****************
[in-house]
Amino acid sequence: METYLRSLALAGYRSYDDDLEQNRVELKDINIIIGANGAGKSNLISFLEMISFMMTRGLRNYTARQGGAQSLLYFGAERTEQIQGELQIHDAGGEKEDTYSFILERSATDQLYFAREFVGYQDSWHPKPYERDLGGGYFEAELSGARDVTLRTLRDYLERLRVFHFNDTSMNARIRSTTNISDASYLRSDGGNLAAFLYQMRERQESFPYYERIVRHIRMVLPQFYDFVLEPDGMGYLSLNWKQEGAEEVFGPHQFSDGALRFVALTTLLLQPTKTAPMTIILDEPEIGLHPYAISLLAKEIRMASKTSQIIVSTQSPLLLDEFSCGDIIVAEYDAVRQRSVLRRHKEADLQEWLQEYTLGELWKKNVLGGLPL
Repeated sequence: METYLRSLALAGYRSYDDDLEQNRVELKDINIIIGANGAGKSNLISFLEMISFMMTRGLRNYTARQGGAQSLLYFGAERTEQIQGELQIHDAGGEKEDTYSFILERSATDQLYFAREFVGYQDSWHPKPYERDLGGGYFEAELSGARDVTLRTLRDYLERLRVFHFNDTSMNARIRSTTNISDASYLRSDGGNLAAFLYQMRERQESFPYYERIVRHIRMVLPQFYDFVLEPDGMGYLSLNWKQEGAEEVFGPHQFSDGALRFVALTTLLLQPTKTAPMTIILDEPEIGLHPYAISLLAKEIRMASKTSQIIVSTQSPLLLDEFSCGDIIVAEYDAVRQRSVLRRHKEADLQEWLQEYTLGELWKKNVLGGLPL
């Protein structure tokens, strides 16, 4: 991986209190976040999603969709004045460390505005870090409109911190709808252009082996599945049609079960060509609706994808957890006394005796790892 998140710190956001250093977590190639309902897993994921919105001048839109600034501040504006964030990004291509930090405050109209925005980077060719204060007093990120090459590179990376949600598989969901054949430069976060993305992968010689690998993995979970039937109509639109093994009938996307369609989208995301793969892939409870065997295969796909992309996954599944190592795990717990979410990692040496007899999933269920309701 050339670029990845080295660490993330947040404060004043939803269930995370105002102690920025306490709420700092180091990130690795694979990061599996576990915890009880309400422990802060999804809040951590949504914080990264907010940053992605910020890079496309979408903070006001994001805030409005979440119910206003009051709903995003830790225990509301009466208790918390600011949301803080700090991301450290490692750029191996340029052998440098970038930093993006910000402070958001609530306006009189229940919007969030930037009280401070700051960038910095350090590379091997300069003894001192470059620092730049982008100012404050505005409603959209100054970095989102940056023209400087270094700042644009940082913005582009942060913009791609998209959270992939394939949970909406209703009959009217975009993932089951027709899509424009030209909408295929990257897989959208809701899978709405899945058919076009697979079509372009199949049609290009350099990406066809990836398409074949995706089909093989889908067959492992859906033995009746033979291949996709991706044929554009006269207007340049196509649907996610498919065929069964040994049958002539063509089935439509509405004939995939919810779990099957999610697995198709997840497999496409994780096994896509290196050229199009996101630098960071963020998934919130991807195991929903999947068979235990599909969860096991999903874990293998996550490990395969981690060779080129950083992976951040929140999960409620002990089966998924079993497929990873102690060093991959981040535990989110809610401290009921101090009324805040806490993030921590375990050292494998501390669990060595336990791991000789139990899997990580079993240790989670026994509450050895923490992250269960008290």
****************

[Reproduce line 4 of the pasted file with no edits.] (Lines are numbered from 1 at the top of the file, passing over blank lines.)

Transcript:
């Protein structure tokens, strides 16, 4: 991986209190976040999603969709004045460390505005870090409109911190709808252009082996599945049609079960060509609706994808957890006394005796790892 998140710190956001250093977590190639309902897993994921919105001048839109600034501040504006964030990004291509930090405050109209925005980077060719204060007093990120090459590179990376949600598989969901054949430069976060993305992968010689690998993995979970039937109509639109093994009938996307369609989208995301793969892939409870065997295969796909992309996954599944190592795990717990979410990692040496007899999933269920309701 050339670029990845080295660490993330947040404060004043939803269930995370105002102690920025306490709420700092180091990130690795694979990061599996576990915890009880309400422990802060999804809040951590949504914080990264907010940053992605910020890079496309979408903070006001994001805030409005979440119910206003009051709903995003830790225990509301009466208790918390600011949301803080700090991301450290490692750029191996340029052998440098970038930093993006910000402070958001609530306006009189229940919007969030930037009280401070700051960038910095350090590379091997300069003894001192470059620092730049982008100012404050505005409603959209100054970095989102940056023209400087270094700042644009940082913005582009942060913009791609998209959270992939394939949970909406209703009959009217975009993932089951027709899509424009030209909408295929990257897989959208809701899978709405899945058919076009697979079509372009199949049609290009350099990406066809990836398409074949995706089909093989889908067959492992859906033995009746033979291949996709991706044929554009006269207007340049196509649907996610498919065929069964040994049958002539063509089935439509509405004939995939919810779990099957999610697995198709997840497999496409994780096994896509290196050229199009996101630098960071963020998934919130991807195991929903999947068979235990599909969860096991999903874990293998996550490990395969981690060779080129950083992976951040929140999960409620002990089966998924079993497929990873102690060093991959981040535990989110809610401290009921101090009324805040806490993030921590375990050292494998501390669990060595336990791991000789139990899997990580079993240790989670026994509450050895923490992250269960008290």